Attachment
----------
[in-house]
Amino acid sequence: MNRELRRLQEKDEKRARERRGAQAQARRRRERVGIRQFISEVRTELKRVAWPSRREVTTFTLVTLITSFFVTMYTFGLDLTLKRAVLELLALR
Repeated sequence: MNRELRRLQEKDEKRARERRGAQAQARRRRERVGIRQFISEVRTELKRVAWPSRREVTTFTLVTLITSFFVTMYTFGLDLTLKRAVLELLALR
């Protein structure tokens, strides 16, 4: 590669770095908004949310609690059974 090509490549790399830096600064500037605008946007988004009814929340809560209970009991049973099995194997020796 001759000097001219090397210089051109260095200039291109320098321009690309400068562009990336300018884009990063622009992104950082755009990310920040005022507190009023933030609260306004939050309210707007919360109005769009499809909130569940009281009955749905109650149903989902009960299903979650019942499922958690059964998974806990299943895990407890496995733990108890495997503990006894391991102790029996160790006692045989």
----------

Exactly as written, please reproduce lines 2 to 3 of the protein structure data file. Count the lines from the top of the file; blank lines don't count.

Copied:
Amino acid sequence: MNRELRRLQEKDEKRARERRGAQAQARRRRERVGIRQFISEVRTELKRVAWPSRREVTTFTLVTLITSFFVTMYTFGLDLTLKRAVLELLALR
Repeated sequence: MNRELRRLQEKDEKRARERRGAQAQARRRRERVGIRQFISEVRTELKRVAWPSRREVTTFTLVTLITSFFVTMYTFGLDLTLKRAVLELLALR